Be a Producer, Not a Consumer

Be a Producer, Not a Consumer

I don't know when I first realized this. I should try to go back in my memory and try to figure it out, but at this point the theory is proven.

Be a producer, not a consumer.

I don't want to sound like I wear tin-foil hat, but there does seem to be a definition of a “normal life” in society. You are born. You go to school for 14-19 years, you get a job. You work hard 9-5, Monday through Friday. You get evenings and weekends off (lucky you). And if you do that well for 45 years, you get rewarded by being able to spend the last 10-20 years of your life on a basic retirement income.

That's a normal life. And it doesn't sound too great.

It's normal to watch American Idol. It's normal to watch The Bachelor, and all of the other shows the TV networks push out. On weekends, it's normal to go out to dinner, and go see a movie. And on Sunday you spend all day watching Football. That's all normal.

It's normal to work 40 hours per week, and consume sports and entertainment for the other 70 hours.

And perhaps it's normal too to never have enough money for all the consumption you'd like to do, and not have saved money for retirement beyond the basic level.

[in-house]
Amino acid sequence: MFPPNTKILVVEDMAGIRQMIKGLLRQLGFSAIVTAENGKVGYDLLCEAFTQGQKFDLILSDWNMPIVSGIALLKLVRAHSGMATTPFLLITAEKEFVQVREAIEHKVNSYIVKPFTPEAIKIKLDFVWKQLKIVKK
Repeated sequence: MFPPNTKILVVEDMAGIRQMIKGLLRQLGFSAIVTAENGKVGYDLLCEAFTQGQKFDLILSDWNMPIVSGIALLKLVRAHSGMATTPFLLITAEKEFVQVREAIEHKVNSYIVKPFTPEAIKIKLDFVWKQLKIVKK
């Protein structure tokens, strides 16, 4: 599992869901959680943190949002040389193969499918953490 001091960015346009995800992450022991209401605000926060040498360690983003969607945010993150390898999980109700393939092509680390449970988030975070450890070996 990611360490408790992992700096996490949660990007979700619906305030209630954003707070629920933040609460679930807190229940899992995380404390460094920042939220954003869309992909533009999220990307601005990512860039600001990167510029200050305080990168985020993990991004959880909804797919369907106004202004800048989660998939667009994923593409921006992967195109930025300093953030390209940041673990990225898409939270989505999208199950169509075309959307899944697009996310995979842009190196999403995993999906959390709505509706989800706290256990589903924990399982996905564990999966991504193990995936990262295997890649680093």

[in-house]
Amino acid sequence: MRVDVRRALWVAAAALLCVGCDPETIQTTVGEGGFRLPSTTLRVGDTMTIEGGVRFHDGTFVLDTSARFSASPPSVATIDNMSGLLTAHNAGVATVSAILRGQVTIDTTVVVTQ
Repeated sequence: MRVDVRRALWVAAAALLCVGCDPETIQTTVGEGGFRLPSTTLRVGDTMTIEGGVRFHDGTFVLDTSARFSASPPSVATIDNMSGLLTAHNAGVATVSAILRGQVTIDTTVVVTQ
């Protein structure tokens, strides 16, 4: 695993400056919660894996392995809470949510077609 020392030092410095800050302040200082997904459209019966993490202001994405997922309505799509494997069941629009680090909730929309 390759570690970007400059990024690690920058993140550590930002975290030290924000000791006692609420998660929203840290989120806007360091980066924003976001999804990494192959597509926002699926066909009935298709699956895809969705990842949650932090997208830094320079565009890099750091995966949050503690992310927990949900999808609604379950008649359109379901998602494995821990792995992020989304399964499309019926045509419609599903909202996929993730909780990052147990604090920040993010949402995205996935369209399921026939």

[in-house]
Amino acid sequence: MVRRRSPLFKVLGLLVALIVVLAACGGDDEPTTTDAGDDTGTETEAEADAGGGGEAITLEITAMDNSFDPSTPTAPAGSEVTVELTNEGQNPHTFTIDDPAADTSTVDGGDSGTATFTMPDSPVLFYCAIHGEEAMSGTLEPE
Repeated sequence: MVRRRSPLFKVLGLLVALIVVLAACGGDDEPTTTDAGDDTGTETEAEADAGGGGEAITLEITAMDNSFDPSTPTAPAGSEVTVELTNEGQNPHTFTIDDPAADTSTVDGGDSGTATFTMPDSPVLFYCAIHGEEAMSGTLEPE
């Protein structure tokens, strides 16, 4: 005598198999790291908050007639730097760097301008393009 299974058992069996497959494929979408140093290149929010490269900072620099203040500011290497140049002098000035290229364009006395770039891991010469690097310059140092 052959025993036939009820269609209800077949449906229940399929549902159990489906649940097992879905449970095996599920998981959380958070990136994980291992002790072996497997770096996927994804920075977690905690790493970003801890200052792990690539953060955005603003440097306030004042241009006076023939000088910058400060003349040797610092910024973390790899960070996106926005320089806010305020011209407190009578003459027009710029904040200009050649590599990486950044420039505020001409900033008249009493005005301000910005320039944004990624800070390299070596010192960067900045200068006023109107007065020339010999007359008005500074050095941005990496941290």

Photo by Steven Van on Unsplash
Photo by Steven Van on Unsplash

But what if you didn't spend most of that 70 hours consuming things?

If you only consumed for 20, and became a producer for the other 50?

50 hours per week is like an entire second job. You can create and market products to other consumers who are looking for more things to consume. You could design things, create things, direct things, produce things, serve others.

Suddenly, you have the extra income that you need to get out of debt. Suddenly, you have the extra income you need to save for a better retirement. Suddenly, you have options when your company goes through an unexpected round of layoffs. Suddenly, you have the chance to quit that job on your own terms, and restructure your life so that you free up those other 40 hours per week you spend making someone else rich.

Be a producer, not a consumer. 

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